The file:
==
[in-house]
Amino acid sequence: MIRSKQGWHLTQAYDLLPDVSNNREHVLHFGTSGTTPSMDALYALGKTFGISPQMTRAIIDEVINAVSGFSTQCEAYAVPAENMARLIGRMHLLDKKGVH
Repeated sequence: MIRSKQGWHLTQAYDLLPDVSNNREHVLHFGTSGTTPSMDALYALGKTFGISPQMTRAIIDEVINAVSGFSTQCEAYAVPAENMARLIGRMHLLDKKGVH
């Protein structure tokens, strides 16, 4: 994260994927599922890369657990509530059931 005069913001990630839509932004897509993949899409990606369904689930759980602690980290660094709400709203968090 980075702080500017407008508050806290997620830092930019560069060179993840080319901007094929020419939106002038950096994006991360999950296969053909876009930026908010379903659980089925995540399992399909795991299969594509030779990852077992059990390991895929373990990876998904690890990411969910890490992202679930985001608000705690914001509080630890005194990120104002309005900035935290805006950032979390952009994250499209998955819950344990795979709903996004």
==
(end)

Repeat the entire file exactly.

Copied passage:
[in-house]
Amino acid sequence: MIRSKQGWHLTQAYDLLPDVSNNREHVLHFGTSGTTPSMDALYALGKTFGISPQMTRAIIDEVINAVSGFSTQCEAYAVPAENMARLIGRMHLLDKKGVH
Repeated sequence: MIRSKQGWHLTQAYDLLPDVSNNREHVLHFGTSGTTPSMDALYALGKTFGISPQMTRAIIDEVINAVSGFSTQCEAYAVPAENMARLIGRMHLLDKKGVH
């Protein structure tokens, strides 16, 4: 994260994927599922890369657990509530059931 005069913001990630839509932004897509993949899409990606369904689930759980602690980290660094709400709203968090 980075702080500017407008508050806290997620830092930019560069060179993840080319901007094929020419939106002038950096994006991360999950296969053909876009930026908010379903659980089925995540399992399909795991299969594509030779990852077992059990390991895929373990990876998904690890990411969910890490992202679930985001608000705690914001509080630890005194990120104002309005900035935290805006950032979390952009994250499209998955819950344990795979709903996004």